Foreclosure Defense Goes Meta: Taking Out a Mortgage to Pay Your Lawyer
I'm not sure exactly where this falls on the list of bad ideas, but I think it would make the Sunday morning Top 40 countdown. The Consumer Law & Policy Blog puts the question succinctly:
Would You Take Out A Mortgage To Pay The Lawyer Who Got You Out of Foreclosure?
You are in foreclosure. You have no money to pay a lawyer to get you out of foreclosure and keep you in your house. So, you agree that, if the lawyer succeeds in keeping you in your house, you will take out a second mortgage -- pledging your home as collateral -- to pay your legal fees on a monthly basis.
Not if my lawyer looked as smug as that chick in the stock photo, I wouldn't!
CLP links to the New York Times article that spurred the question. The practice of pledging your home as collateral to the guy who just stopped the bank from kicking you out was reportedly pioneered by Deerfield Beach, Fla., attorney Peter Ticktin. And he calls it "a new paradigm." Uh oh. That's the kind of buzzword-speak that makes me twitchy. If he talks about being proactive to avoid a slippery slope, I might explode.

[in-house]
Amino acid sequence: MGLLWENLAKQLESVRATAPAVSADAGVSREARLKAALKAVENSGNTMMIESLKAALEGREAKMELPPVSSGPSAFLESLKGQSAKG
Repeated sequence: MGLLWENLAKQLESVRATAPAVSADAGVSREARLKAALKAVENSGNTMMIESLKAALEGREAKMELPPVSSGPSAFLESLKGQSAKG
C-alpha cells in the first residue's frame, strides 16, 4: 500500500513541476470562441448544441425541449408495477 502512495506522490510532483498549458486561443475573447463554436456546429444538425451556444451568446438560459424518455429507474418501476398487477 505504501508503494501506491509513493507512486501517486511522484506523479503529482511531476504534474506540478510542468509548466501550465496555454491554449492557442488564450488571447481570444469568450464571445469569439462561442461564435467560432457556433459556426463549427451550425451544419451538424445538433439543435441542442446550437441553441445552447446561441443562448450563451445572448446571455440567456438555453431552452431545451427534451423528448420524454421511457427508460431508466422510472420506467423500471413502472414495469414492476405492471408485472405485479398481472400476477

While the Times article is peppered with quotes from attorneys who think this concept is as shady as I do, Ticktin wishes to put you at ease:
“We would never enforce the mortgage and foreclose,” he said. “We’re not in that end of the game. We’re not money lenders. We’re charging a small amount of interest” — four percent — “just to make it legal.”
"Yeah, I mean, I got this gun here, pointed at your head, but I would never pull the trigger or nothin'. I'm not a bad guy. It's just how I'm lookin' to get you to do this thing I want you to do."
When I hire a lawyer to represent me in my malpractice case against my foreclosure lawyer, do you think he'll be OK with payment by means of a third mortgage?
Posted by Eric Lipman on November 8, 2010 at 10:45 AM | Permalink
| Comments (1)